Entering the Entropy Zone

I’ve been trying to find a way to introduce the concept of entropy without loading it full of mathematical formulas. The word “entropy” is often invoked when comparing the quantity, frequency, and position of the VMS glyphs, which is easier to describe in numbers than in words. After some consideration, I decided that at least some aspects of text analysis could be described with charts and examples rather than with numbers.

Imagine an ice cube—frozen water. The molecules are linked in a tighter, more ordered structure. When heat is applied, the structure changes, becomes looser, and exhibits higher entropy.


This illustration is over-simplified but can still give an idea of how water molecules are more tightly ordered as ice and more loosely associated and disordered, as steam, thus illustrating states of lower and higher entropy. Similar relationships can be found in text. The association of the VMS glyphs to one another, and their relative quantity and frequency within this arrangement, can be studied and compared to ciphered texts and natural languages and expressed as numerical values.

If you’ve read my previous blogs, you’ve probably noticed I talk about the “structure” of the VMS text being different from natural languages. I gave a nutshell version of it in the blog about creating text that looks more like Voynich text where I described some of the ordering and relationships that are characteristic of the selected sample. I did not write out rules for the entire manuscript because that would take 20 blogs, but the concept can be applied to the text as a whole once it is understood that the glyphs tend to be ordered in a specific way.

So how does the idea of entropy apply to text? Maybe this too, is easier to explain with a diagram.entropychalkboard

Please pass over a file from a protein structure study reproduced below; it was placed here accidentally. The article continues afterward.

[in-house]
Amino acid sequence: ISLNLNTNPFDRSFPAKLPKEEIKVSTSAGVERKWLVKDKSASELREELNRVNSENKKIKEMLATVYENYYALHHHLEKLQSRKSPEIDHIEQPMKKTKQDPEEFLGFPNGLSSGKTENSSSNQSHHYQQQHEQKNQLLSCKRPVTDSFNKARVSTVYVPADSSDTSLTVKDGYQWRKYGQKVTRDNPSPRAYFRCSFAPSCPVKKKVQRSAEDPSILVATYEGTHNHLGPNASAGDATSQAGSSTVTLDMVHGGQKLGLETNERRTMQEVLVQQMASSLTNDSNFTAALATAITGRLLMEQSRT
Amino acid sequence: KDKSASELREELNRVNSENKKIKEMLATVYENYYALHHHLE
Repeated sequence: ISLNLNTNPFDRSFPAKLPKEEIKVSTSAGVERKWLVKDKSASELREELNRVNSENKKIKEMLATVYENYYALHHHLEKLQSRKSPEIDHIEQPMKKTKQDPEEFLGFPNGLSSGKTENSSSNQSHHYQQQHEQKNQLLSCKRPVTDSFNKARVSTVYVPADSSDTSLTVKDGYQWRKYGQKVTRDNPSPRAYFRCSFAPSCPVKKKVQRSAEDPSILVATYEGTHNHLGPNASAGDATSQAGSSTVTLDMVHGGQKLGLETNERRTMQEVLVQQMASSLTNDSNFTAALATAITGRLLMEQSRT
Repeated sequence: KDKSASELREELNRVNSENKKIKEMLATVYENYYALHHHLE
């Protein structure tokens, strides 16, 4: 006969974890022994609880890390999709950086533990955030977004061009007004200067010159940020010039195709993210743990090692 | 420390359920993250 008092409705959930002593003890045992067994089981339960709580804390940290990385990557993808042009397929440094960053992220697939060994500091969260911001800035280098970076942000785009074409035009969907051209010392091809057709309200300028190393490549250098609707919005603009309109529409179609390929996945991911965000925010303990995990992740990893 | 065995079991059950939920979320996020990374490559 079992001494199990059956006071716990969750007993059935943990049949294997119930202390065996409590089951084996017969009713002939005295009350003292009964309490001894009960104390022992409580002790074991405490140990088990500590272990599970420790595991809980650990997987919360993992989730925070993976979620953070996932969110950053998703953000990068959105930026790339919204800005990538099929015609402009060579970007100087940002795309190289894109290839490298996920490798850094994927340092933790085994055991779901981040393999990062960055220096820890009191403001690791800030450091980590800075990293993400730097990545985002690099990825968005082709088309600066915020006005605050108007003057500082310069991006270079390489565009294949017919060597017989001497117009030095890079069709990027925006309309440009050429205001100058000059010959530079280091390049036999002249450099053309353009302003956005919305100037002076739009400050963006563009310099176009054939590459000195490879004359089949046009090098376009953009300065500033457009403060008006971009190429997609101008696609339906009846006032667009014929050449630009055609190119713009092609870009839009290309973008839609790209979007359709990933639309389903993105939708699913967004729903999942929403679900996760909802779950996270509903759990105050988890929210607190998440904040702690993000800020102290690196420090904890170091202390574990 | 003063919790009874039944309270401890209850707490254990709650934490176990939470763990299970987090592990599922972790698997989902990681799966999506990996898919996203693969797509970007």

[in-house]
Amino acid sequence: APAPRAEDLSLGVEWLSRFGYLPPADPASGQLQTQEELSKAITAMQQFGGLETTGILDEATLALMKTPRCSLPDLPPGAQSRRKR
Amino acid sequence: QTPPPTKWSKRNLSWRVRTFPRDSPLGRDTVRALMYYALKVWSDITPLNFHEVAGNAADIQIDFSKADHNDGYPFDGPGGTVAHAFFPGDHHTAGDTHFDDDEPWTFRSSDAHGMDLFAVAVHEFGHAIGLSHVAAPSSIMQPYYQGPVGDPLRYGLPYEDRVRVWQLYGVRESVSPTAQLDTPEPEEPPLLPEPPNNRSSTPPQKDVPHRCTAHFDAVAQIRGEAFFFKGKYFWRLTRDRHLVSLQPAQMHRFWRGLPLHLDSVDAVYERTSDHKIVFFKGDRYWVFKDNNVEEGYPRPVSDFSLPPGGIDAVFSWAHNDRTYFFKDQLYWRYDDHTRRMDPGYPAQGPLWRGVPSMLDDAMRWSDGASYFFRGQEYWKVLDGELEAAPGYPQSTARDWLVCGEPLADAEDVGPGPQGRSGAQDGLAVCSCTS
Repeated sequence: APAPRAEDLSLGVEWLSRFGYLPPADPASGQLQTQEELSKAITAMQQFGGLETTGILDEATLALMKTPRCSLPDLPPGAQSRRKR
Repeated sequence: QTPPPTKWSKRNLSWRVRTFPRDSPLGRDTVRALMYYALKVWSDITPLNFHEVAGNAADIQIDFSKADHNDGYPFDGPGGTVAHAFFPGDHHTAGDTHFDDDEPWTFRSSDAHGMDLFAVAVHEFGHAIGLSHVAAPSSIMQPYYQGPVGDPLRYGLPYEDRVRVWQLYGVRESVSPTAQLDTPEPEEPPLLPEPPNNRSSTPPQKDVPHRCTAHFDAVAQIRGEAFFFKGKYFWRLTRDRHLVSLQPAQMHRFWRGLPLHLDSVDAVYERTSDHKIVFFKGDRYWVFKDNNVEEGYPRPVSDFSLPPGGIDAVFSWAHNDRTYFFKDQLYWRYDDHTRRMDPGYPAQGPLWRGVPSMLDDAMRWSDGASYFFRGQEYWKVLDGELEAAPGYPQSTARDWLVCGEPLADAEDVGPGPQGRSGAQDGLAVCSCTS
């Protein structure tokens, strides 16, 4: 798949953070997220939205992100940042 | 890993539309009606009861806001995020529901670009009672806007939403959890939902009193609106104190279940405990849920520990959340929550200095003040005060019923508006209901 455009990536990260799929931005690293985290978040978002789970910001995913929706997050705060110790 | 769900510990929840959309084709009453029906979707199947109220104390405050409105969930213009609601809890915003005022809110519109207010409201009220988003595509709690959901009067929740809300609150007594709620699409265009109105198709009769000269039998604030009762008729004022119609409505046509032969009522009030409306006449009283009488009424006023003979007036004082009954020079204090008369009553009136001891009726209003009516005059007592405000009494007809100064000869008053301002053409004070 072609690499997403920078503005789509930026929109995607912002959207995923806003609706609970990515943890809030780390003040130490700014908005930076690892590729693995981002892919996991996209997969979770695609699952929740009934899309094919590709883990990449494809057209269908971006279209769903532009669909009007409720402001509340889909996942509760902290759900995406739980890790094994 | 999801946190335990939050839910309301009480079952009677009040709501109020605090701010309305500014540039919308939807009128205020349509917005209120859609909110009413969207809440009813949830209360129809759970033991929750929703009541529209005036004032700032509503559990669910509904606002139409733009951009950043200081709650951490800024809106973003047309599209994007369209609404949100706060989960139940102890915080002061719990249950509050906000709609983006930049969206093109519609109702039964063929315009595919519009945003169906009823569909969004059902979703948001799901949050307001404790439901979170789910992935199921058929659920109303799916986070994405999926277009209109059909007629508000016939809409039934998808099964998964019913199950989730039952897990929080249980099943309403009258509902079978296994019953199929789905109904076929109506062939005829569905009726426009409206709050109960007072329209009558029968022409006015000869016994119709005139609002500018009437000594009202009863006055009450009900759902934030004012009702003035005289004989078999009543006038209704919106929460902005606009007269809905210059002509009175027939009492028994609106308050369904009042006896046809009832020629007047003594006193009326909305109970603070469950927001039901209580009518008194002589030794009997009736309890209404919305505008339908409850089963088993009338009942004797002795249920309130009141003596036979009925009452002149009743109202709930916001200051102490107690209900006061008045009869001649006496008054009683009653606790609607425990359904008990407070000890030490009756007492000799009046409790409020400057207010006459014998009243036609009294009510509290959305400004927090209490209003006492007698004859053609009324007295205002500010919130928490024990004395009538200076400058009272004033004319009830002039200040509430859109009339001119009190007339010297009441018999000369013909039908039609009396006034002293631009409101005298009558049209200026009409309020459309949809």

• On the left is an alphabet. By definition, an alphabet contains a specific character set, commonly consisting of consonants and vowels (although not every language has vowels), usually in a specific order decided by convention. In terms of text, an alphabet is relatively low entropy.
  • In the middle are words consisting of nouns, verbs, and a couple of adjectives. Even though it uses the same characters as the alphabet on the left, the characters have greater variance in where they are in relation to other letters and may be used more than once. The letters exhibit higher entropy than the alphabet.
  • On the right is alphabet soup. The letters don’t have to follow any particular order, direction, or spatial relationship to other letters. Alphabet soup has high entropy compared to words, it’s somewhat chaotic (but that’s okay, it tastes good).

Entropy and the VMS

capitali n the Voynich world, there is an oft-quoted statistic that the text exhibits low entropy compared to natural languages. It has been said that only one or two languages come close (with Hawaiian being one of them).

This comes as no surprise if one looks closely at the Voynich text. I created my own transcription of the entire manuscript several years ago, so I had no choice but to examine and evaluate every letter, every space, and one can’t help noticing how certain combinations repeat, and how certain letters re-occur in the same positions with surprising frequency. Line structure follows patterns also, with specific glyphs falling at the beginnings or ends of lines more often than one might expect.

How does the entropy of Voynich text compare to other 15th-century manuscripts? This is a broad and complex question, far beyond the scope of a blog whose purpose is to introduce the idea without all the math, but it probably wouldn’t hurt to show one example (note that entropy and repetition are related but not identical concepts—I’ll deal with repetition more specifically in a separate blog).

Comparing Two Snippets